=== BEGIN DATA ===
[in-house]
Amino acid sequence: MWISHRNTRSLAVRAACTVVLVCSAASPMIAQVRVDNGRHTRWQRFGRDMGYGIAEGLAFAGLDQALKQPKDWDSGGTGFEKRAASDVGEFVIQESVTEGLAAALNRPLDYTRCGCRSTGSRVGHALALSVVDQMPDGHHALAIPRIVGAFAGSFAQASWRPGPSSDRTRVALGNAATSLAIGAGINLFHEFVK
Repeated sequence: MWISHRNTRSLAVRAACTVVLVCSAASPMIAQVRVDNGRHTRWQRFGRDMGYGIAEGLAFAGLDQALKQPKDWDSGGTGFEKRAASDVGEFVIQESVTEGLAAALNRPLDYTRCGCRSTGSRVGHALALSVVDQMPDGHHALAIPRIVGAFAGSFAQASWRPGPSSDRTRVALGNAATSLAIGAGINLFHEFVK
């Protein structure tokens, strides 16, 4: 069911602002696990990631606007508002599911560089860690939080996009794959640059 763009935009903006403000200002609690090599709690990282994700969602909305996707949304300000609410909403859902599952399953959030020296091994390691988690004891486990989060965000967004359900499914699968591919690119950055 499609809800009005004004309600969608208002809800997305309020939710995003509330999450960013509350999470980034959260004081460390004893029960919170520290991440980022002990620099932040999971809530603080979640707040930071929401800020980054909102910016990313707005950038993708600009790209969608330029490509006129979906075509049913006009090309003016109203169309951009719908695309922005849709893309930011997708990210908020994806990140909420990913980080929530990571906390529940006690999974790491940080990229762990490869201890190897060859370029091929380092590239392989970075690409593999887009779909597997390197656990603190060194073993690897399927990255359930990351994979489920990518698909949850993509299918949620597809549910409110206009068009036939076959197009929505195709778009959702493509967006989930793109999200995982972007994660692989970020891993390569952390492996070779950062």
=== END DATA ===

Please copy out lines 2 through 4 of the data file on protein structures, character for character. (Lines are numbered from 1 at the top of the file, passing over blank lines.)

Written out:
Amino acid sequence: MWISHRNTRSLAVRAACTVVLVCSAASPMIAQVRVDNGRHTRWQRFGRDMGYGIAEGLAFAGLDQALKQPKDWDSGGTGFEKRAASDVGEFVIQESVTEGLAAALNRPLDYTRCGCRSTGSRVGHALALSVVDQMPDGHHALAIPRIVGAFAGSFAQASWRPGPSSDRTRVALGNAATSLAIGAGINLFHEFVK
Repeated sequence: MWISHRNTRSLAVRAACTVVLVCSAASPMIAQVRVDNGRHTRWQRFGRDMGYGIAEGLAFAGLDQALKQPKDWDSGGTGFEKRAASDVGEFVIQESVTEGLAAALNRPLDYTRCGCRSTGSRVGHALALSVVDQMPDGHHALAIPRIVGAFAGSFAQASWRPGPSSDRTRVALGNAATSLAIGAGINLFHEFVK
């Protein structure tokens, strides 16, 4: 069911602002696990990631606007508002599911560089860690939080996009794959640059 763009935009903006403000200002609690090599709690990282994700969602909305996707949304300000609410909403859902599952399953959030020296091994390691988690004891486990989060965000967004359900499914699968591919690119950055 499609809800009005004004309600969608208002809800997305309020939710995003509330999450960013509350999470980034959260004081460390004893029960919170520290991440980022002990620099932040999971809530603080979640707040930071929401800020980054909102910016990313707005950038993708600009790209969608330029490509006129979906075509049913006009090309003016109203169309951009719908695309922005849709893309930011997708990210908020994806990140909420990913980080929530990571906390529940006690999974790491940080990229762990490869201890190897060859370029091929380092590239392989970075690409593999887009779909597997390197656990603190060194073993690897399927990255359930990351994979489920990518698909949850993509299918949620597809549910409110206009068009036939076959197009929505195709778009959702493509967006989930793109999200995982972007994660692989970020891993390569952390492996070779950062």